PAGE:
‘Please join me in welcoming Gib Bickel’

I had a great night on Saturday talking about comic shops and signing books.

About three dozen people came to my book launch party in Columbus. The location was Rambling House, a bar and music venue in my neighborhood, and its people were great hosts.

I spoke for a few minutes, and then brought Gib Bickel to the stage. Gib is the co-founder and manager of The Laughing Ogre, the comic shop that has a prominent role in the book.

As luck would have it, another Ogre co-founder, Rod Phillips, was in the audience. About 20 minutes into the program, we asked him to come up, and he and Gib told how they met, and how they feel about what the shop has become. Laughing Ogre opened in 1994, co-owned by Bickel, Phillips and Daryn Guarino, three friends who had gotten to know each other about from working at the same Wendy’s store.

In the photo above, that’s Phillips on the left, Bickel in the center and me on the right.

Columbus’ comics community showed up in force, along with my co-workers from the newspaper, neighbors, friends and family.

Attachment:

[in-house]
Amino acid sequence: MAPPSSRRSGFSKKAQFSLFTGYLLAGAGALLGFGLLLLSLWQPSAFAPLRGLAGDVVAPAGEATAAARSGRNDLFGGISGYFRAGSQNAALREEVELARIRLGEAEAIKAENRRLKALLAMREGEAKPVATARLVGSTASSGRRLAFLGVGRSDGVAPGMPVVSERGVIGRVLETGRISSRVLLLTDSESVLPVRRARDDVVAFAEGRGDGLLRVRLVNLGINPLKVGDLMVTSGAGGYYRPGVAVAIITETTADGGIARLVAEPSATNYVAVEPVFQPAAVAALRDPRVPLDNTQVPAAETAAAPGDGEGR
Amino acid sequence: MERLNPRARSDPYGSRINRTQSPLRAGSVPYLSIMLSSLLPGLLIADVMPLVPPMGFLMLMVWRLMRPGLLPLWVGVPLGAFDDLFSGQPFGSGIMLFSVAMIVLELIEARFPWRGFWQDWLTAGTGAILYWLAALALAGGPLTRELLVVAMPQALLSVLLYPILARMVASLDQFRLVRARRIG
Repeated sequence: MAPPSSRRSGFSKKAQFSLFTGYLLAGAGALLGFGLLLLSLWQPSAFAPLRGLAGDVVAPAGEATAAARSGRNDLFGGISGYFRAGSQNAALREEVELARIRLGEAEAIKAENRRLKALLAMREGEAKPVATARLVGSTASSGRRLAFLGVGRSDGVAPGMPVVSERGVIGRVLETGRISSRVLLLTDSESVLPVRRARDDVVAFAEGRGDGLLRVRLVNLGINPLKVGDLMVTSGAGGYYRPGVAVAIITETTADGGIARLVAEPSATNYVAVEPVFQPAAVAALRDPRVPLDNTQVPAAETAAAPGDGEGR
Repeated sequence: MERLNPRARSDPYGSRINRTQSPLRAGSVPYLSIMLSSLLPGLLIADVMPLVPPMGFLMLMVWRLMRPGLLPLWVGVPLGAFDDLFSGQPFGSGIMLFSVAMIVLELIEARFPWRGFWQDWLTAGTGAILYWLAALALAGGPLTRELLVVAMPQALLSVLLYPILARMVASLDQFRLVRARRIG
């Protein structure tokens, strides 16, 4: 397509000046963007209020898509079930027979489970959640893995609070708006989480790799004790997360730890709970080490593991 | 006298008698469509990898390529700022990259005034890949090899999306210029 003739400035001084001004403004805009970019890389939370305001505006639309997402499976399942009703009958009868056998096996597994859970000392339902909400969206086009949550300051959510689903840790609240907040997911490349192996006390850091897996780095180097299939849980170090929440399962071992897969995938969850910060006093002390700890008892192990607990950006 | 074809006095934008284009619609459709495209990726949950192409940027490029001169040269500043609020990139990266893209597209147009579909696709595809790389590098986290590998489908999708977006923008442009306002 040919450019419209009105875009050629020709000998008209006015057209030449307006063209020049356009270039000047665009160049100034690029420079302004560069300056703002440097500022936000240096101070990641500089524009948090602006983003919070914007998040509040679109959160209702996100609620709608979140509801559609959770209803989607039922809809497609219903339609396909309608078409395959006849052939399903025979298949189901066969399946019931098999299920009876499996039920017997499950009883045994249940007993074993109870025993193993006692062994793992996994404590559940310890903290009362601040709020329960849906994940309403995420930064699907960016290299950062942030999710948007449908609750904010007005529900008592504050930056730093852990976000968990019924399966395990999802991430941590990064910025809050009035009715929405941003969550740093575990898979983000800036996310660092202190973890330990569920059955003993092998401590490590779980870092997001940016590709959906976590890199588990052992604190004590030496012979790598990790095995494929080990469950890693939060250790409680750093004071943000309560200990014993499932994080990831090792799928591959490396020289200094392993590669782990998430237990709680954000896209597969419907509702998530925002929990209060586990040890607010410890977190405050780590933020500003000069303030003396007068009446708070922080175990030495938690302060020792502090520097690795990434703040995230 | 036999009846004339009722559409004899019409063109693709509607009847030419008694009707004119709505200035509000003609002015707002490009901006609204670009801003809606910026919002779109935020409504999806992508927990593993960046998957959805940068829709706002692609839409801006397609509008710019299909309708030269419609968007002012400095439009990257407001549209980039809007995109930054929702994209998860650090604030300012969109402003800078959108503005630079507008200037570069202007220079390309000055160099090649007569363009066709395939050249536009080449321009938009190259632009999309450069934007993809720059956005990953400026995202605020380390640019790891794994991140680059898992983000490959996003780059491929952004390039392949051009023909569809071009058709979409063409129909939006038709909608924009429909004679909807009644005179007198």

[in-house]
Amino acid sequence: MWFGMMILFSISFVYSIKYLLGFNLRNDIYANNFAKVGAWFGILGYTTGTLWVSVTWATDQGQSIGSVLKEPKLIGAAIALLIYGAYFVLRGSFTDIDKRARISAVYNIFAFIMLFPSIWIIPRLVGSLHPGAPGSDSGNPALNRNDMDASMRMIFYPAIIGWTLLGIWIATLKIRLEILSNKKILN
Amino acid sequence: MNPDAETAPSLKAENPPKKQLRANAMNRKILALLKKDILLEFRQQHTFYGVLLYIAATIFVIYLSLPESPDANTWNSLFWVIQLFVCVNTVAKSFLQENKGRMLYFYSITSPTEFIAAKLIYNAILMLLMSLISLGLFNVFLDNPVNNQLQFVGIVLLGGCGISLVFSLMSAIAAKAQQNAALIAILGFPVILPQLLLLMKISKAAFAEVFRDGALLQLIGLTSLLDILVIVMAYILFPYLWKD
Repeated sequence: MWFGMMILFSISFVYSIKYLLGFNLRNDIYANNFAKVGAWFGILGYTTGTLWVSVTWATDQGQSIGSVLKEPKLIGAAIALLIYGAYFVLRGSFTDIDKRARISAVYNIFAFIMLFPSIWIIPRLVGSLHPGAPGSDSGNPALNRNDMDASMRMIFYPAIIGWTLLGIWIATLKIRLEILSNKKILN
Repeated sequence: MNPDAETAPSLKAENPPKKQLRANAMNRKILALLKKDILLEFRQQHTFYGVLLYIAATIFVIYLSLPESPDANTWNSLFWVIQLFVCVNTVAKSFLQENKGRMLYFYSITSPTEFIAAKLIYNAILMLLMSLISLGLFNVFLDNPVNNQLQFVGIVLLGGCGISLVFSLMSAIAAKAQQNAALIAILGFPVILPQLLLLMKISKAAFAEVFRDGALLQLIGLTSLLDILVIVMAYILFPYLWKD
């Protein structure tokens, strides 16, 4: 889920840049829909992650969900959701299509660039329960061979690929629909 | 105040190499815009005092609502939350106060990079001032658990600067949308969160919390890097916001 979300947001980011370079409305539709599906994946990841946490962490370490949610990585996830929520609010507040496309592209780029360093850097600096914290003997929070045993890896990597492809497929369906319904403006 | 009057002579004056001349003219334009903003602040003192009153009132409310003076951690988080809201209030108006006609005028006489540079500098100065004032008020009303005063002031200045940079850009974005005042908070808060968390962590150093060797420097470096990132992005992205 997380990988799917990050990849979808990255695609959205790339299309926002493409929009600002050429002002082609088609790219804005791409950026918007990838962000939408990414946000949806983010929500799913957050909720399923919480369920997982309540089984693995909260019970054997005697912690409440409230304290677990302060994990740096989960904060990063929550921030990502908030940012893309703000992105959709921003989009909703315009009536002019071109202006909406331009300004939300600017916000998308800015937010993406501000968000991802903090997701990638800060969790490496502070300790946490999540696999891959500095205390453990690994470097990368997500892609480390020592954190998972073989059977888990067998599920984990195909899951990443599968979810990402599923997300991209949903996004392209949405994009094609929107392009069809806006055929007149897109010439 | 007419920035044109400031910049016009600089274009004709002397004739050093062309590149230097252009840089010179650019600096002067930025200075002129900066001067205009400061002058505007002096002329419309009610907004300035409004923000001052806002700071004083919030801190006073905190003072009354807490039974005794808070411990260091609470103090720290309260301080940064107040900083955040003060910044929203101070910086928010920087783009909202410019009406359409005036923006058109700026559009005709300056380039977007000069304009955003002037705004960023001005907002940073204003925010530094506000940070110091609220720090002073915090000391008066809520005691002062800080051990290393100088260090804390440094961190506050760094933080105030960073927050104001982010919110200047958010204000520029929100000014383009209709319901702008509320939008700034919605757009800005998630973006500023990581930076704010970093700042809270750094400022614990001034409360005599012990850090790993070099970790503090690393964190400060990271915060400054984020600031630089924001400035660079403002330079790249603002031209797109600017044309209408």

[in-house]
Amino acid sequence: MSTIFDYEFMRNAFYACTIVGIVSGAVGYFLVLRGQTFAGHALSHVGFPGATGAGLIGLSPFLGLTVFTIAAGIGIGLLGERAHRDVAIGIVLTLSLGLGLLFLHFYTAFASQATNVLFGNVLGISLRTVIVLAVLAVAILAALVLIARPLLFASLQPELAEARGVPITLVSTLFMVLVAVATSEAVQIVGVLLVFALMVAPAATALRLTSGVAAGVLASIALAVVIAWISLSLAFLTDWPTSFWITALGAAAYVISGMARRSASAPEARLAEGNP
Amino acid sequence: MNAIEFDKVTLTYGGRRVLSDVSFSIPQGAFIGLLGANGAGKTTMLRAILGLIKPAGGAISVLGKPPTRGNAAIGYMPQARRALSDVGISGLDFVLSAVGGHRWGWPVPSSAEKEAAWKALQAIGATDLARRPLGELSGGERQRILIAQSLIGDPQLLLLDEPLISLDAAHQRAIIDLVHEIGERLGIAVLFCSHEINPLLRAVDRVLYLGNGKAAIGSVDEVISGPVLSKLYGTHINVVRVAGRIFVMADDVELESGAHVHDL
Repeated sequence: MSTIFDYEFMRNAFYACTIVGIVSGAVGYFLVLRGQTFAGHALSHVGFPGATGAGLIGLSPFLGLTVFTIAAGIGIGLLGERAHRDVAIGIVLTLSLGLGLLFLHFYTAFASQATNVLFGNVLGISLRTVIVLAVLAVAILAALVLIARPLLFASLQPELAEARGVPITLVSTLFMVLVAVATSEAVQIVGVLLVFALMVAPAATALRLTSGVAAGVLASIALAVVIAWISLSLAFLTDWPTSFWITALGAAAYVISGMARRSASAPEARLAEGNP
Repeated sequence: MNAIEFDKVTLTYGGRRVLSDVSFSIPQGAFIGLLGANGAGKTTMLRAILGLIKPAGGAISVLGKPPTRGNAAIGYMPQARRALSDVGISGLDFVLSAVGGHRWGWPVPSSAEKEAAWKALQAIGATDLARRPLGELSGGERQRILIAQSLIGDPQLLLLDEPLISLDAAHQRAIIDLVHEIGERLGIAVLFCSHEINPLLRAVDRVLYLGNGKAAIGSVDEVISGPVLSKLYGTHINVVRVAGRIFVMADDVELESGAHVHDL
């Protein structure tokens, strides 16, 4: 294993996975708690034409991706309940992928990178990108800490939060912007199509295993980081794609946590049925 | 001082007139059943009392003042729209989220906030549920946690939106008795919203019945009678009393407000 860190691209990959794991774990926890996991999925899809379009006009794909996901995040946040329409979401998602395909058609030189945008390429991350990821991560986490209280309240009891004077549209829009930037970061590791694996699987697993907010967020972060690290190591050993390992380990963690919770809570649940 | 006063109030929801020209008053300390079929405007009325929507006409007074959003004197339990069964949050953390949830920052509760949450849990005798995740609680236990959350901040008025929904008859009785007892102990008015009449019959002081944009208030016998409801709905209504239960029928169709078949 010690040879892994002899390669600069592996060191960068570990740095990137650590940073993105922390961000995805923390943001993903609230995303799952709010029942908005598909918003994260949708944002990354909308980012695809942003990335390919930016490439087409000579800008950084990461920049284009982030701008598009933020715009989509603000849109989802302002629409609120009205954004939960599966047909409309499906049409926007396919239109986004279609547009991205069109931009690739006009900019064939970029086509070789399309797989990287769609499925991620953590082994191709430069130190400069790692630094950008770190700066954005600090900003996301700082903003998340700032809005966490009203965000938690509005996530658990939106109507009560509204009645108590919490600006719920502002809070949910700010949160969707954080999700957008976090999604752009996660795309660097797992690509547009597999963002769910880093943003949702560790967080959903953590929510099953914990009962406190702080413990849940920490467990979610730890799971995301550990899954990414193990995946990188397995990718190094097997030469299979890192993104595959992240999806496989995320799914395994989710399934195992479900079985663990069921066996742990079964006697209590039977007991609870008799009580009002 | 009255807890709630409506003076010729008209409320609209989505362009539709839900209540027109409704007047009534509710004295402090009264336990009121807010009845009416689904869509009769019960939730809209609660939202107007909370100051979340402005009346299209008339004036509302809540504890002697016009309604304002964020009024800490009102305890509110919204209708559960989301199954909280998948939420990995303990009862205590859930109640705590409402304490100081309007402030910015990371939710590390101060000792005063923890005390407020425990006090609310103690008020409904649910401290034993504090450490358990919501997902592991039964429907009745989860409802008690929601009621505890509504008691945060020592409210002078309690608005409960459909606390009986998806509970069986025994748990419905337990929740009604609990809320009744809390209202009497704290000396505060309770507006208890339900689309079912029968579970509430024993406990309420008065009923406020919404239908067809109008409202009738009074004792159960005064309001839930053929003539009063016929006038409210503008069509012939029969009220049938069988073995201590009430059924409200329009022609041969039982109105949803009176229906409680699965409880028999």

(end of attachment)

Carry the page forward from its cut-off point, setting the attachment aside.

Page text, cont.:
This was a low-budget affair, but I think we pulled it off. My wife baked four chocolate cakes, which were part of a formidable refreshments table.


While we spoke on stage, a slideshow played in a loop showing some of the people and stores from the book. This photo, by Clay Geerdes, is of a Diana Schutz from her Comics & Comix days. Diana went from that great Bay Area chain of stores to a career as a comics editor.


After the program and book signing, many of us hung around for Rambling House’s Saturday show. The band was Erika Hughes and the Well Mannered, and they were incredible. If you ever have a chance to see them, do it.

Here is an excerpt from what I said the introduce the evening:

Whenever I’m traveling in a new city, I want to visit the nearest comic shop. The best comic shops are deeply tied to their cities, with work by local artists, and a specific vibe.